Classes: Traditional Thai Classical Instruments

Thai Classical Music

Thai musical instruments consists of strings, percussion and wind to create melodies and rhythms. Thai classical music band is divided into three types.

The String Quartet
This ensemble is consisted of Saw and Jakhe (three-string harp-shaped alligator) as the main sound, and with other instruments like Thai flute (Khlui), Thai drums (Toan: one-sided drum and Ramana: flat-rounded drum) and mini cymbals(Ching).

The Gamelan (Pi-Pat)
Instruments used are mainly percussion with Thai wood wind instruments. The band mostly performs in special events from festive events to the funerals and in Thai performance like Khon (Thai masked performance), Thai puppet performance, Thai traditional dance, and Ta-lung (shadow play).

The Mahori Orchestra
This ensemble is the combination of the string quartet and the Mahori orchestra. The ensemble is performed at a celebration or festive event.

Thai Instruments


Ra-nat is a set of woodens suspended by cords over a boat-shaped base and the surface is painted and varnish. The weights were attached under each piece of wood, creating a variety of scales. It was previously made of pieces of bamboo, now it is made of hard wood like rosewood (Ching-Chan).

Ra-nat Ek
The shape is similar to a ship, consists of 21-22 pieces of wood. Each piece of wood creates different tone.
The ranat ek is played by two types of mallets. The hard mallets create the sharp bright sound when they keys are hit. The hard mallets are used for more faster playing. The soft mallets create a mellow and more softer tone which is used for slower songs.

Ranat Thum
Ranat Thum was adapted from Ranat Ek during early Rattanakosin around the time of Rama III.
The wooden pieces are larger in length and width but used the same material as Ranat Ek. Ranat Thum consist of 17-18 pieces hung over box-shape base. The sound from Ranat Thum is in lower tone like bass. So it is called as Ranat Thum ('Thum' means lower tone).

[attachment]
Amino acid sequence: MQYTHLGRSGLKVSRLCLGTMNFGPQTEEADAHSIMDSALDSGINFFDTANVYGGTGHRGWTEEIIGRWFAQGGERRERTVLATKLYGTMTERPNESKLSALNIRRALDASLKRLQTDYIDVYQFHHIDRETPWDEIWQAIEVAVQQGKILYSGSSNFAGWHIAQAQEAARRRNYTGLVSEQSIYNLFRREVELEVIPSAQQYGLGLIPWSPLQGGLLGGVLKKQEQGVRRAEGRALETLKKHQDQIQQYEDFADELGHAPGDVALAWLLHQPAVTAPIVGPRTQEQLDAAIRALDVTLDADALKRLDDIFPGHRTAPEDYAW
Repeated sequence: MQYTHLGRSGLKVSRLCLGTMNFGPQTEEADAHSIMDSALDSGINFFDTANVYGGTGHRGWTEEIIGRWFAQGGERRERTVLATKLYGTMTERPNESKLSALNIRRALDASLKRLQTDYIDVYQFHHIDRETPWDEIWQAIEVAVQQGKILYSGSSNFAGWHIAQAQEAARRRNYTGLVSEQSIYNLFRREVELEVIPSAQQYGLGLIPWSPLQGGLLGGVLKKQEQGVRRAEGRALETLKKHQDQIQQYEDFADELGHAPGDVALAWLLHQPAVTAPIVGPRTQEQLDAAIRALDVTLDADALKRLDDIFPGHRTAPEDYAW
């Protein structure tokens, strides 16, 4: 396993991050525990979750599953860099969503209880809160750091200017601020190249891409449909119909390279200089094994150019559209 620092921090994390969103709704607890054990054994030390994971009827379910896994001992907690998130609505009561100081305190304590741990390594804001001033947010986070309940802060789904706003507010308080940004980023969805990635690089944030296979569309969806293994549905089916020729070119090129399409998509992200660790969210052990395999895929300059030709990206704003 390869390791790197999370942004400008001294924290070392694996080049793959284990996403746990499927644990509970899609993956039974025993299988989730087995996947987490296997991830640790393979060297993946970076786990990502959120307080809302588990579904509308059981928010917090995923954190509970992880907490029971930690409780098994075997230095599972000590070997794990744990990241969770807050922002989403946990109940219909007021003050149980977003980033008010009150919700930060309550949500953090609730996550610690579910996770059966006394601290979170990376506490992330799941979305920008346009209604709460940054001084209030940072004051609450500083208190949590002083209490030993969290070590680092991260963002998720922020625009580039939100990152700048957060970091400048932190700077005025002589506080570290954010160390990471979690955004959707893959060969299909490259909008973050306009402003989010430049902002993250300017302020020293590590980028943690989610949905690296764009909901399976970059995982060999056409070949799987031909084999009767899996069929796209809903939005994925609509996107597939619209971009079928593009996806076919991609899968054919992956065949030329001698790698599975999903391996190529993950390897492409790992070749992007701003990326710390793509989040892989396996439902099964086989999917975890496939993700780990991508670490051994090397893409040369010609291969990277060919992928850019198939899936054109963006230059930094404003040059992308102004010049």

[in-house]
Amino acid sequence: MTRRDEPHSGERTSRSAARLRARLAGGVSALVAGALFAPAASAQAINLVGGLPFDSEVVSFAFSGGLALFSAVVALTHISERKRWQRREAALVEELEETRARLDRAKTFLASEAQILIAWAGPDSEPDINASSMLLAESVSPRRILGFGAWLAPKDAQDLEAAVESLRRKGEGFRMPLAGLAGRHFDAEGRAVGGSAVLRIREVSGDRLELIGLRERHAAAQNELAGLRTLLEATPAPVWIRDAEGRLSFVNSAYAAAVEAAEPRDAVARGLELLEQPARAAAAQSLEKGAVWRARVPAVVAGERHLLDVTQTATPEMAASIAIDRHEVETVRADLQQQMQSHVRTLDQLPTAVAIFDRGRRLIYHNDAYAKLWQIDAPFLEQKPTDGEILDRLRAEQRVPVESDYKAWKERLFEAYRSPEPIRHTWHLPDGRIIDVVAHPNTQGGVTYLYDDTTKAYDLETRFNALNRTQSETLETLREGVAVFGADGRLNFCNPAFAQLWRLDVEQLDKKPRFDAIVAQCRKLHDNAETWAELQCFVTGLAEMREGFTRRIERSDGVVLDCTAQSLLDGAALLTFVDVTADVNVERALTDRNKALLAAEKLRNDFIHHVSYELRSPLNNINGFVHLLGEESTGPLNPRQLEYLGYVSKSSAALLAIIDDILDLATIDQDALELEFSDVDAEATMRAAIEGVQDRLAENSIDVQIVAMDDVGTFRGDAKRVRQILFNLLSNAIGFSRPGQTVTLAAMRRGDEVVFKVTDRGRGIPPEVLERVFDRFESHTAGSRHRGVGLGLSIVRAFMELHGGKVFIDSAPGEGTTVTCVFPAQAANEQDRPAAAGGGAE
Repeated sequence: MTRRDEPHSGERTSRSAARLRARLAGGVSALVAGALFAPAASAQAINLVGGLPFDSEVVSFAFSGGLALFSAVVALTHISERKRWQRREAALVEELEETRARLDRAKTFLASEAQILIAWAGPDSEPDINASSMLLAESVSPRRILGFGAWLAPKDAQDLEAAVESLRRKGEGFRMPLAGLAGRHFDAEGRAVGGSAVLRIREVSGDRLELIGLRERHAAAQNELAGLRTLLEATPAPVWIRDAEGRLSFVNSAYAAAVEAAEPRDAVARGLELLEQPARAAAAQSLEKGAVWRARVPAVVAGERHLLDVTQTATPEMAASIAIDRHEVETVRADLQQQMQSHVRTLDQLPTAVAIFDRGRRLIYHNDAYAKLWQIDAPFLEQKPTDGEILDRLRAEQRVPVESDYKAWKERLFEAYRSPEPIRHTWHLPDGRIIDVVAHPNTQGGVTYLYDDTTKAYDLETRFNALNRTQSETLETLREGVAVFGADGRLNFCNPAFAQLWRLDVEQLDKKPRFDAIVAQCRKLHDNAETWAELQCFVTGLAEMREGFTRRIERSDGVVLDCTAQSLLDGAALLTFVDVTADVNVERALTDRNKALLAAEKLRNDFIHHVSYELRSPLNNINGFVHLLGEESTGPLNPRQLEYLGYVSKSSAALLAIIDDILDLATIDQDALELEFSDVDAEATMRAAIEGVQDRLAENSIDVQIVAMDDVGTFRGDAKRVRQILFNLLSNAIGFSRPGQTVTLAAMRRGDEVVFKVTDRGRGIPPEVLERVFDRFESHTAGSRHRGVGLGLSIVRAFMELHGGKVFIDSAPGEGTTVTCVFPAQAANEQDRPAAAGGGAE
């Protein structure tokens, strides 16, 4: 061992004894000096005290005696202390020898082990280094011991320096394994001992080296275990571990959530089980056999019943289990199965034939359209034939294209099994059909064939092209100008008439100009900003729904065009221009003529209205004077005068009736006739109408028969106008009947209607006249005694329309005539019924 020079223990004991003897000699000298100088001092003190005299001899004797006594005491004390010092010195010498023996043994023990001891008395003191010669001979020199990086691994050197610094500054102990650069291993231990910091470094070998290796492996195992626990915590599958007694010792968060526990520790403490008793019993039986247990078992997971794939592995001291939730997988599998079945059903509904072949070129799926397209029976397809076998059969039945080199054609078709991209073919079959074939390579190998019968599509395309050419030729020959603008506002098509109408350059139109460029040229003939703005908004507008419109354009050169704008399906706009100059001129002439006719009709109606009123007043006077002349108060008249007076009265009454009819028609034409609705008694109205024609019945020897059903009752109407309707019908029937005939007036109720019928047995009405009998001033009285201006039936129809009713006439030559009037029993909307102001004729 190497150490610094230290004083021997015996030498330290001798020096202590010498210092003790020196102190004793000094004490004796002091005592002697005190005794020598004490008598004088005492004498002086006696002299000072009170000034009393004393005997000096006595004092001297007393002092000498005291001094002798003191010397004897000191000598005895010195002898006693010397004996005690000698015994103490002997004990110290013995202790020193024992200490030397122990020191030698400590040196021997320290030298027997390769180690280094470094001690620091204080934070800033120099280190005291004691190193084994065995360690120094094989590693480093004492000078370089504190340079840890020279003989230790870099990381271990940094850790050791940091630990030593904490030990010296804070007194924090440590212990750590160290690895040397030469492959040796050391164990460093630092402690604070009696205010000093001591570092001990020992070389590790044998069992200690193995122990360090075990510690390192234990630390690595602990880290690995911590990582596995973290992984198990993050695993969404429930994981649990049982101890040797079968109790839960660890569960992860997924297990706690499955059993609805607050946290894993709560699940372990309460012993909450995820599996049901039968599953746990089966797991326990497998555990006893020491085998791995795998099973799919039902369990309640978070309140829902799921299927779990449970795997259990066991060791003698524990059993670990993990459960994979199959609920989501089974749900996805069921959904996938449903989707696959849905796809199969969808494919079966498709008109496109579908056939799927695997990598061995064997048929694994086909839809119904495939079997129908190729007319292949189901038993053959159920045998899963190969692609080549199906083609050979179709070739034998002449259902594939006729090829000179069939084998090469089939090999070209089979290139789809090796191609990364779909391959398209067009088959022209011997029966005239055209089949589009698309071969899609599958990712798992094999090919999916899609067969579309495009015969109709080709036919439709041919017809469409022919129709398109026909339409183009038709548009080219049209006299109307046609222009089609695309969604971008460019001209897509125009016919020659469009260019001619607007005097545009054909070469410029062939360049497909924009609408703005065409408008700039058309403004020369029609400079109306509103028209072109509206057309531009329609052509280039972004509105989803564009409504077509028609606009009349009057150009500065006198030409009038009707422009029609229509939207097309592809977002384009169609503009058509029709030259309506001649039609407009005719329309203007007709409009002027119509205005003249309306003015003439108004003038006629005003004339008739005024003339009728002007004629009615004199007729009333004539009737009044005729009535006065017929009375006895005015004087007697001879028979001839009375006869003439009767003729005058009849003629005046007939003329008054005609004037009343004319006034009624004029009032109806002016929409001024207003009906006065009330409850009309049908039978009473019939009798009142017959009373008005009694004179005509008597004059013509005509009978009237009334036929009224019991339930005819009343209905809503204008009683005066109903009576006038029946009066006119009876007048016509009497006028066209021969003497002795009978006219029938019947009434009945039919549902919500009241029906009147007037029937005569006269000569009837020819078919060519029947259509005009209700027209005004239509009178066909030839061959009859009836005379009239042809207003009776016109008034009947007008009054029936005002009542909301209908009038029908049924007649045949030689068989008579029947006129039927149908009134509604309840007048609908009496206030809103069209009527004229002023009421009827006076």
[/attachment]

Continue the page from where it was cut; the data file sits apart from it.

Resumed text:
Khim is made of wood with brass strings laying across the instrument. Kim is played by striking the strings with flexible bamboo stick tipped with soft leather.
Saw Sam Sai (Three Stringed Fiddle)
Saw Sam Sai is a traditional bowed string instrument. It is made from a special type of coconut covered on one end with animal skin, and it has three silk strings. Typically, the player glues a jewel onto the skin before playing, to reduce the skin's resonance.
The musician who plays Saw Sam Sai mostly sit at the front row of the ensemble. The instrument can be incorporated into the traditional orchestra with choir, or served as an accompaniment for singers.
It is made of wood in a stylized alligator shape with three strings laying along the instruments. The two strings are made of silk yarn or nylon and the other string is made of brass. It has raised frets made of bamboo, which are affixed to the fretboard with wax or glue. The body is made of soft wood trees such as jackfruit.
Ching and Chap
This was the type of metal percussion looks like mini cymbals made of an alloy. Ching comes in a pair of bowl shape cymbals. Chap is more flat and thinner.
Khong Mon
Khong Mon is a circle-shaped percussion instrument. The word 'Mon' in the name is from the Mon people, an ethnic group of Burma. The wooden frame of the Khong Mon extends into the air in the shape of a horseshoe.

Khong Mon is played in Pi Pat Mon ensemble.